What causes diseases?
- Parasites (Internal and external)
- Chemical ( eg Sodium chloride poisoning).
1. Fowl Pox
If you notice that your chickens develop white spots on their skin, scabby sores on their combs, white ulcers in their mouth or trachea, and their laying stops then you should grow concerned that your chickens are developing Fowl Pox.
There are treatment options for Fowl Pox. You can feed them soft food and give them a warm and dry place to try and recoup. With adequate care, there is a great chance that your birds can survive this illness.
If you would like to remove the odds of your birds even contracting this disease there is a vaccine available. If not, know that they can contact this disease from other contaminated chickens, mosquitoes, and it is a virus so it can be contracted by air as well.
If your chickens begin to have progressing tremors you should grow concerned. If your chickens have botulism the tremors will progress into total body paralysis which does include their breathing.
It is a serious disease.
You will also notice their feathers will be easy to pull out and death usually occurs within a few hours.
But what can you do about it?
Well, there is an antitoxin that can be purchased from your local vet. Though it is considered to be expensive. However, if you catch the disease early enough you can mix 1 teaspoon of Epsom salts with 1 ounce of warm water. You can give it to them by dropper once daily. If your chickens have contracted this disease it means that there has been some type of dead meat left near their food and water which contaminated it. Which means this disease is avoidable as long as you keep your chickens in a clean environment and clean up any dead carcass from around their environment.
3. Fowl Cholera
You should be suspicious of this disease if you see your birds begin to have a greenish or yellowish diarrhea, are having obvious joint pain, are struggling to breathe, and have a darkened head or wattle. Fowl Cholera is a bacterial disease that can be contracted from wild animals or food and water that has been contaminated by this bacteria.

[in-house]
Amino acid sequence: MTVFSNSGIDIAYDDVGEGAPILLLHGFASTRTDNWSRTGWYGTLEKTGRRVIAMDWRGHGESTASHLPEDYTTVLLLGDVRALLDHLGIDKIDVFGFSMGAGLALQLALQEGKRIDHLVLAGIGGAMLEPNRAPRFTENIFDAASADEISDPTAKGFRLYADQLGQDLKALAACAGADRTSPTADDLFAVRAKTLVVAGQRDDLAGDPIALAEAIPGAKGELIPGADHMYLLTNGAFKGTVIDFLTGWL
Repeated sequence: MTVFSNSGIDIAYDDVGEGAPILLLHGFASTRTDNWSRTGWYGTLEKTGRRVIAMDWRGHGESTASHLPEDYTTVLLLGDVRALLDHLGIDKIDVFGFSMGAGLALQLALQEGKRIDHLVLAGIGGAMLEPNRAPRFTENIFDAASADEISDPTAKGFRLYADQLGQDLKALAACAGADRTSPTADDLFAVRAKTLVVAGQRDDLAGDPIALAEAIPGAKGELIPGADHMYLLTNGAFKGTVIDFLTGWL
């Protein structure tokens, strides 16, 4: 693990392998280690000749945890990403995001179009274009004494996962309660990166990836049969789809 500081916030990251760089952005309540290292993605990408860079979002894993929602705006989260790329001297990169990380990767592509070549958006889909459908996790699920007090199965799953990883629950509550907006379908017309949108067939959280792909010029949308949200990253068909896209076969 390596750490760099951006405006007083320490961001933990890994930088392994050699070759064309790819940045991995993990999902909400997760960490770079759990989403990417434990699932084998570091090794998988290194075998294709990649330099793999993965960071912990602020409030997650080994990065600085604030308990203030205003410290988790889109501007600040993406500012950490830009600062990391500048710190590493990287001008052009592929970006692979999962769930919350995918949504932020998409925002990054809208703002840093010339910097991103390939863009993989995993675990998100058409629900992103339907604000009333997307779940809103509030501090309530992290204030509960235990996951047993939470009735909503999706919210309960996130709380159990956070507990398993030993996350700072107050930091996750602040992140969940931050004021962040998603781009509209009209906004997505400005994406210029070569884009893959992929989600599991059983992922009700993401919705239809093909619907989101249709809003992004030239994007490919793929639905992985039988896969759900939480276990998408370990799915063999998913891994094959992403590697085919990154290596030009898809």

5. Infectious Coryza
You will know that your birds have caught this disease when their heads become swollen. Their eyes will literally swell shut and their combs will swell. Then the discharge will begin to flow from their eyes and noses. They will stop laying and will have moisture under their wings.
Unfortunately, there is no vaccine to stop this disease.
Once your chickens contract this disease they should be put down. If not, they will remain a carrier of the disease for life which is a risk to the rest of your flock.
Be sure to discard the body afterward so no other animal becomes infected by it.
However, the light at the end of this tunnel is that even though this disease is a bacteria it only travels through contaminated water, other contaminated birds, and surfaces that have been contaminated with the bacteria.
So if you keep your chickens protected from other random chickens and keep their coop and water clean they should be safe from this disease.
9. Newcastle Disease
This disease also appears through the respiratory system. You will begin to see breathing problems, discharge from their nose, their eyes will begin to look murky, and their laying will stop. Also, it is common that the bird’s legs and wings will become paralyzed as well as their necks twisted. This disease is carried by other birds including wild birds. That is how it is usually contracted. But if you touch an infected bird you can pass it on from your clothes, shoes, and other items. However, the good news is that older birds usually will recover and they are not carriers afterward. But most baby birds will die from the disease.
12. Avian Influenza
Avian Influenza is most commonly known as the bird flu. It was one of my initial fears of owning chickens because all you hear about on the news is how people get sick with bird flu from their chickens. However, after knowing the symptoms you’ll be able to put that fear to rest.
You need to know how to act quickly if you are afraid your backyard birds have come in contact with it.
So the signs you will notice will include respiratory troubles. Your chickens will quit laying. They will probably develop diarrhea. You may notice swelling in your chicken’s face and that their comb and wattle are discolored or have turned blue.
And they may even develop dark red spots on their legs and combs. Unfortunately, there is no vaccine and the chickens infected will always be carriers. Wild animals can even carry the disease from bird to bird. Once your birds get this disease, they need to be put down and the carcass destroyed. And you will need to sanitize any area that the birds were in before ever introducing a new flock.